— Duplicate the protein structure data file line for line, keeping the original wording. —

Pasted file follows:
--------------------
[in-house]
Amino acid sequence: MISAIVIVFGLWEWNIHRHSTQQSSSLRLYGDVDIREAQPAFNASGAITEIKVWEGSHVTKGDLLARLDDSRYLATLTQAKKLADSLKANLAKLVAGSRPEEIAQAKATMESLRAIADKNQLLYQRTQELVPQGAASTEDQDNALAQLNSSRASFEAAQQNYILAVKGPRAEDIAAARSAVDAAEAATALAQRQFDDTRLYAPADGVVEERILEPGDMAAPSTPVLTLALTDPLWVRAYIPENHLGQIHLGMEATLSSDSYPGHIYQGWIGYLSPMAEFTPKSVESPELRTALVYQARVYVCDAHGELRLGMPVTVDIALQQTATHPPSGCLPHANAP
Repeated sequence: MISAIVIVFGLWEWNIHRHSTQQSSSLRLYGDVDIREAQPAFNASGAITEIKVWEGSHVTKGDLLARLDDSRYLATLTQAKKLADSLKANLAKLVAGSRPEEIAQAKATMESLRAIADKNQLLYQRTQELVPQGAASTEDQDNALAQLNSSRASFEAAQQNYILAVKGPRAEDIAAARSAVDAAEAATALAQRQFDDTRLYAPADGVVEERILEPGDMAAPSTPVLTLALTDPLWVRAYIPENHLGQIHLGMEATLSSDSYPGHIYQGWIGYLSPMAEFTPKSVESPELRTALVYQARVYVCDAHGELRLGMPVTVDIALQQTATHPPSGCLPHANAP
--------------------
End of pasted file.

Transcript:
[in-house]
Amino acid sequence: MISAIVIVFGLWEWNIHRHSTQQSSSLRLYGDVDIREAQPAFNASGAITEIKVWEGSHVTKGDLLARLDDSRYLATLTQAKKLADSLKANLAKLVAGSRPEEIAQAKATMESLRAIADKNQLLYQRTQELVPQGAASTEDQDNALAQLNSSRASFEAAQQNYILAVKGPRAEDIAAARSAVDAAEAATALAQRQFDDTRLYAPADGVVEERILEPGDMAAPSTPVLTLALTDPLWVRAYIPENHLGQIHLGMEATLSSDSYPGHIYQGWIGYLSPMAEFTPKSVESPELRTALVYQARVYVCDAHGELRLGMPVTVDIALQQTATHPPSGCLPHANAP
Repeated sequence: MISAIVIVFGLWEWNIHRHSTQQSSSLRLYGDVDIREAQPAFNASGAITEIKVWEGSHVTKGDLLARLDDSRYLATLTQAKKLADSLKANLAKLVAGSRPEEIAQAKATMESLRAIADKNQLLYQRTQELVPQGAASTEDQDNALAQLNSSRASFEAAQQNYILAVKGPRAEDIAAARSAVDAAEAATALAQRQFDDTRLYAPADGVVEERILEPGDMAAPSTPVLTLALTDPLWVRAYIPENHLGQIHLGMEATLSSDSYPGHIYQGWIGYLSPMAEFTPKSVESPELRTALVYQARVYVCDAHGELRLGMPVTVDIALQQTATHPPSGCLPHANAP